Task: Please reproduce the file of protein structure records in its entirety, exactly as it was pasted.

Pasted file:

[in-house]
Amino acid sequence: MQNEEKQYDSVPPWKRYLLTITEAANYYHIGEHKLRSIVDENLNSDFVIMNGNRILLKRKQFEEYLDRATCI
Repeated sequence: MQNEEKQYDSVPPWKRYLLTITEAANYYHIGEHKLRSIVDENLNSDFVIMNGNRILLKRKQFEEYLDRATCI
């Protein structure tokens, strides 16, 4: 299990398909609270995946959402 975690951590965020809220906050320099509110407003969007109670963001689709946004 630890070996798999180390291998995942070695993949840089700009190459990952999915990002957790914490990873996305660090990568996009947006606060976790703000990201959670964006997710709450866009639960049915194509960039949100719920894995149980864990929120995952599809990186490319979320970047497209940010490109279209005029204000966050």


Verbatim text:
[in-house]
Amino acid sequence: MQNEEKQYDSVPPWKRYLLTITEAANYYHIGEHKLRSIVDENLNSDFVIMNGNRILLKRKQFEEYLDRATCI
Repeated sequence: MQNEEKQYDSVPPWKRYLLTITEAANYYHIGEHKLRSIVDENLNSDFVIMNGNRILLKRKQFEEYLDRATCI
């Protein structure tokens, strides 16, 4: 299990398909609270995946959402 975690951590965020809220906050320099509110407003969007109670963001689709946004 630890070996798999180390291998995942070695993949840089700009190459990952999915990002957790914490990873996305660090990568996009947006606060976790703000990201959670964006997710709450866009639960049915194509960039949100719920894995149980864990929120995952599809990186490319979320970047497209940010490109279209005029204000966050």